The Bollinger Band is a robust indicator that gives traders a variety of trading indications to use in their analysis. The vast majority of traders make use of it as a momentum indicator as well as a volatility channel. Traders also utilise the upper and lower bands as a volatility channel in order to search for market volatility cues.
Traders pay close attention to the Bollinger Bands squeeze, which takes place when the upper and lower bands of the Bollinger Bands converge or come together, typically after a period of trending.
A squeeze or contraction of the Bollinger Bands suggests that there is little volatility in the market being measured. In the financial market, periods of low volatility are typically followed by times of high volatility. This pattern provides market participants with a profitable chance to profit from the subsequent or expected shift in the market.
When used to range-bound markets, Bollinger Bands perform their best. When the bands are narrow and contradictory, price volatility is minimal, and the price moves in just one direction, which is indicative of a market that is range-bound.
When the bands begin to widen, there is a subsequent rise in volatility, which in turn causes prices to begin trending.
In range-bound markets, such as those represented by Bollinger bands, Donchian channels also function quite effectively.
Calculations based on moving averages are used to build Donchian Channels, which consist of three lines that are made by upper and lower bands surrounding a central or median band.
The top band indicates the highest price that a security has reached over the previous N periods, while the lower band indicates the lowest price that a security has reached during the previous N times. The region that lies between the top and lower bands is known as the Donchian Channel.
When the bands are narrow and contradictory, price volatility is minimal, and the price moves in just one direction, which is indicative of a market that is range-bound.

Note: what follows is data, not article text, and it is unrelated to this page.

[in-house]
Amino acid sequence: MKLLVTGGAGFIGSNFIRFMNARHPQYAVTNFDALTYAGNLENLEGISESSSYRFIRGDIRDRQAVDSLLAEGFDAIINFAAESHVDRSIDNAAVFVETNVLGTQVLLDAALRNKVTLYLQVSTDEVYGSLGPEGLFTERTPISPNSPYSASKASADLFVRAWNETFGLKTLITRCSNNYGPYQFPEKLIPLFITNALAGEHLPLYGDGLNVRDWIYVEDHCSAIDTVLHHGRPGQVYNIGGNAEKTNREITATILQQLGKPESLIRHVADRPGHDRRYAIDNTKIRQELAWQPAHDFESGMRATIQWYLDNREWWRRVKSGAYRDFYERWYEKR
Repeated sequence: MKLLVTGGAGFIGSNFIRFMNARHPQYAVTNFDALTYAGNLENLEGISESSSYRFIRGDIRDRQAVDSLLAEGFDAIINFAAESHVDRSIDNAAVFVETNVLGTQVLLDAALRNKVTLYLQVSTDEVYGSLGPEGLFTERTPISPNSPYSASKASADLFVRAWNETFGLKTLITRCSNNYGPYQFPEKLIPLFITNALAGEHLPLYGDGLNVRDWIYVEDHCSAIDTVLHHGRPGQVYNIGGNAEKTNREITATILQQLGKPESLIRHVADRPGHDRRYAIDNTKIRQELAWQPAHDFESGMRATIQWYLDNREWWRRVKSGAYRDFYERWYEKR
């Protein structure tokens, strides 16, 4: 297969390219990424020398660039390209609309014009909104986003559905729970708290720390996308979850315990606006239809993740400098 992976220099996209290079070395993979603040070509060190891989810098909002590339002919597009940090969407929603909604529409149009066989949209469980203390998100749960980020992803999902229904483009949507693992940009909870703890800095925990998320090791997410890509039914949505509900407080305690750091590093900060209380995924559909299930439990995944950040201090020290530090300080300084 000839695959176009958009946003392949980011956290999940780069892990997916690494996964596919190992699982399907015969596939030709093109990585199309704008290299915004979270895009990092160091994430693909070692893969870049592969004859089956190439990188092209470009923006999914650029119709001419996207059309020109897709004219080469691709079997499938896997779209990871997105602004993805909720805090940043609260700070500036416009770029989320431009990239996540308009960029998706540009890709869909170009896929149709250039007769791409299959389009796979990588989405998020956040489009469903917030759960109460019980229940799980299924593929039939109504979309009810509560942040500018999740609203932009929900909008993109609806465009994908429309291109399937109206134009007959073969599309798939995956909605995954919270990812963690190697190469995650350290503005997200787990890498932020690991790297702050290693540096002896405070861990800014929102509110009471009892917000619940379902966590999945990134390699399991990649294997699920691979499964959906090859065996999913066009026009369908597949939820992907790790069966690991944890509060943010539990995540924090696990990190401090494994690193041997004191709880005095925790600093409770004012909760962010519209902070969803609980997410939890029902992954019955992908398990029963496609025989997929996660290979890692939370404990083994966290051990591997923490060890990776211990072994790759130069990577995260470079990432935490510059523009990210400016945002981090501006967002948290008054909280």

The volatility skew is a concept in options trading that postulates that option contracts for the same underlying asset but with different strike prices and the same expiry date will have varied implied volatilities (IV).
Skew analyses the difference in intrinsic value (IV) between at-the-money, in-the-money, and out-of-the-money options.
When the ratio of this indicator is between 1.3 and 0.80, it suggests that market players are uncertain and waiting for confirmation on either side. When the ratio is outside of this range, it shows that the market participants are confident.
Index of the PCR OI
The Put/Call Ratio (PCR) is a well-known derivative indicator that is utilised by traders to assist them in determining the general attitude of the market (mood). The ratio is computed by applying the volume of option trading or the open interest for a specific time period.
If the ratio is larger than one, this implies that more put options were traded throughout the day. On the other hand, if the ratio is less than one, this suggests that more call options were exchanged.
It is possible to make an estimate of the PCR for the whole options market, which includes both individual stocks and indexes.
Range-bound market conditions are indicated whenever the PCR OI is in the range of 0.95 to 1.05 in either direction.
The signs that are shown above will assist you in recognising a market that is range-bound or moving sideways. It is important to keep in mind that regardless of whether you are trading in a trending or range environment, you should take solace in the fact that it is possible to make a profit in either scenario.